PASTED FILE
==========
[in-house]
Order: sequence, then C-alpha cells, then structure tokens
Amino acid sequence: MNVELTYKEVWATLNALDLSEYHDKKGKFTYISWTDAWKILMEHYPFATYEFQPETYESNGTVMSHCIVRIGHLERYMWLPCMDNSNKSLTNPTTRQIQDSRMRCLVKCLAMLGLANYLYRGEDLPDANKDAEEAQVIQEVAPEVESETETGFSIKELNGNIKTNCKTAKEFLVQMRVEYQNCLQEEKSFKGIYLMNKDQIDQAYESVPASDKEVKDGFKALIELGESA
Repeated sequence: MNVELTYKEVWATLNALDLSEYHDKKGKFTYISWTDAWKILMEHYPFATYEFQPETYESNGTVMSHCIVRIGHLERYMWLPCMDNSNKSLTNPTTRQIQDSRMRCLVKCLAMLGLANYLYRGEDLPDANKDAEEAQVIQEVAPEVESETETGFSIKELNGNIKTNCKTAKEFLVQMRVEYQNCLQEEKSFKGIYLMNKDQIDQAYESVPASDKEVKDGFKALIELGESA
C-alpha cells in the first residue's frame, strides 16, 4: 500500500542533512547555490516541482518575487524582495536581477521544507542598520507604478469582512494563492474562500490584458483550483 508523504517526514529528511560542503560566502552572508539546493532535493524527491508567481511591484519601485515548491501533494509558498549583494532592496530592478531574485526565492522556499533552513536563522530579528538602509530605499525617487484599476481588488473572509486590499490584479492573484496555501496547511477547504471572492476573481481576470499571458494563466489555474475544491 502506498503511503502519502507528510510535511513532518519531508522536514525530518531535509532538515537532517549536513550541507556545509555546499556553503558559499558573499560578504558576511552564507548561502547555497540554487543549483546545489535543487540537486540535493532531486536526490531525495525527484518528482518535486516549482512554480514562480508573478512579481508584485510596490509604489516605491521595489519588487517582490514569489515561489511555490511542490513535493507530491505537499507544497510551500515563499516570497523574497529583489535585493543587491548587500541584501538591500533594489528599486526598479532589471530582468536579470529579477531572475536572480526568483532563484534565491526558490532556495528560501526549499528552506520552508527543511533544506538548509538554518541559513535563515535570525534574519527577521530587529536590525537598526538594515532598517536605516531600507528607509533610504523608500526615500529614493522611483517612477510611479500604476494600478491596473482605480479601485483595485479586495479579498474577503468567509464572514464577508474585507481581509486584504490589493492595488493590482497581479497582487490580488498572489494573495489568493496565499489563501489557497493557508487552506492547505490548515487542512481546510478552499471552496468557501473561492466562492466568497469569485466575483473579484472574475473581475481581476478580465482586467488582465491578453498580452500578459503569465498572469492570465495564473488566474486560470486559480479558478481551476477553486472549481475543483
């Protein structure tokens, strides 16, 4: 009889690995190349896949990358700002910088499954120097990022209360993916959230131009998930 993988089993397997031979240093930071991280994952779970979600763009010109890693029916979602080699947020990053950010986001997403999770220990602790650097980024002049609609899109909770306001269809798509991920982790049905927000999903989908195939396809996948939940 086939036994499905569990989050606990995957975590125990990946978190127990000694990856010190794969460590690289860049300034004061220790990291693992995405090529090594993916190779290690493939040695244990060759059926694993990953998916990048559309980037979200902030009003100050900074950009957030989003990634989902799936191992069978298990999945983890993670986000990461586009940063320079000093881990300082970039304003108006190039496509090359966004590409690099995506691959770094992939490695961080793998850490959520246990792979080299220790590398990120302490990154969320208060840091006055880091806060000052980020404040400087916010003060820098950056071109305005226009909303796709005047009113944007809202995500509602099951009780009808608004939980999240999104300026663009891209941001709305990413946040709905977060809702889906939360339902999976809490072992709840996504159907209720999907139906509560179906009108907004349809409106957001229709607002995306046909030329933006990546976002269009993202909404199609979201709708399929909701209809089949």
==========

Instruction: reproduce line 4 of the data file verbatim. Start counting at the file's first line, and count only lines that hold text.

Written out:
Repeated sequence: MNVELTYKEVWATLNALDLSEYHDKKGKFTYISWTDAWKILMEHYPFATYEFQPETYESNGTVMSHCIVRIGHLERYMWLPCMDNSNKSLTNPTTRQIQDSRMRCLVKCLAMLGLANYLYRGEDLPDANKDAEEAQVIQEVAPEVESETETGFSIKELNGNIKTNCKTAKEFLVQMRVEYQNCLQEEKSFKGIYLMNKDQIDQAYESVPASDKEVKDGFKALIELGESA